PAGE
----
In my twenties I had housemates who sometimes set a round rock on the wood stove at night and then stuck the hot rock at the foot of the bed before sleeping, but I think that’s an even older custom, certainly lost in the passage of generations. And we were anything but representative. And the Native American sweats we used to have, pouring water over literally red-hot rocks inside handhewn mountainside sweat lodges – that’s another story. Hot springs? Well, they’re just timeless.

There have to be better examples than this, but time’s a-wastin’ an’ a daily blog’s a dawdling digression daily blog.

Cultural Galapagos, or Survival of the Elsewhere Square

Okay, a new possible ongoing list to add to our list of lists: Anachronisms, cultural coelocanths, perhaps endearingly quaint things that may have been common everywhere once, but that fell by the wayside everywhere except in Japan, where ironically furui is often a highly dreaded word.

To start us off:

Pointers and printed props used by newscasters. These hand-held whip antennae, also used here by teachers and presentators, occasionally show up in the west in charicatures, but basically no self-respecting broadcaster over the past forty years would be caught red-faced waving one of these frankly anal-retentively-perceived know-it-all wands at the green screen. As for the boards, the TV medium just seemed suited for superimposed or graphic data.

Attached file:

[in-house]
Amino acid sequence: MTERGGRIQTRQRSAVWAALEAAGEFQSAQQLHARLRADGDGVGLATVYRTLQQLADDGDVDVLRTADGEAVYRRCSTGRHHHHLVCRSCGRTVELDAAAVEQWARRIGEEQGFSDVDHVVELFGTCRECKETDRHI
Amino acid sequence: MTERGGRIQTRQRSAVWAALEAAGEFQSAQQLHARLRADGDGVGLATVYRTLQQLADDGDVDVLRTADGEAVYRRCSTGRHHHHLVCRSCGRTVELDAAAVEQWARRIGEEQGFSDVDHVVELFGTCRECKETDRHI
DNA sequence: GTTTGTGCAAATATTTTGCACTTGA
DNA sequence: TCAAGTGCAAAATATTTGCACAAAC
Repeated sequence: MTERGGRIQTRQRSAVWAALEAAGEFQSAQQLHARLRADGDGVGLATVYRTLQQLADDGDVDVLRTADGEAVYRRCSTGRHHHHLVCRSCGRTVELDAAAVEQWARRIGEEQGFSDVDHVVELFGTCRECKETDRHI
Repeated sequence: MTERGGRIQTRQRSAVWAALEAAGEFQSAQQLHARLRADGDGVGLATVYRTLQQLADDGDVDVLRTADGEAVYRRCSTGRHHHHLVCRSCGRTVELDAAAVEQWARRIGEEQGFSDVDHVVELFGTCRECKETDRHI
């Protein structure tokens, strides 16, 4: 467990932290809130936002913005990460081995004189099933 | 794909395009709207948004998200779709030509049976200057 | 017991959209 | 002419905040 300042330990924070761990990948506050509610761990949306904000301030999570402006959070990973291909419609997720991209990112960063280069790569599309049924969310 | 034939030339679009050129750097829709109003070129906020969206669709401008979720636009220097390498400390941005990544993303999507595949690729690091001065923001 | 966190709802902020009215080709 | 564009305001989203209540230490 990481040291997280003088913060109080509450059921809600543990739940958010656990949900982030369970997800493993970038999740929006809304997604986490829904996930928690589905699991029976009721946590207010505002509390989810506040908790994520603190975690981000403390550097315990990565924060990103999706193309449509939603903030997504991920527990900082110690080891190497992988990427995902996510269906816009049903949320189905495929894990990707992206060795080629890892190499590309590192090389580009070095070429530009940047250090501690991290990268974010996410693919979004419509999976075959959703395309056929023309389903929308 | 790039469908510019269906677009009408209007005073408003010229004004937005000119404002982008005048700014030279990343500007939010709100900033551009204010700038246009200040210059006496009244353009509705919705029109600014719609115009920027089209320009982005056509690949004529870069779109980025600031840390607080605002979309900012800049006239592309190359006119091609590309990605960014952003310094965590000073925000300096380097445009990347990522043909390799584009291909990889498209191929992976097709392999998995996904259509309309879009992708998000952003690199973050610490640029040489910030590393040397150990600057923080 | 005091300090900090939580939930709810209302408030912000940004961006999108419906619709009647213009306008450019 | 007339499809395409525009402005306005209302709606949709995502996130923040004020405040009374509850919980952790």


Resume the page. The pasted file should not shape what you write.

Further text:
TV advertising jingles. Sure, they still exist in the west, but they just haven’t gone out of style as much here. I mainly mean those that consist of a few notes, often sung by an ethereal echo-ey chorus of women, at the end of the commercial.

I’m sure I’ll come up with more, but this may help get things started. I don’t mean to be making fun of anyone here. I see these survivalist phenomena simply with a sense of interest and curiosity.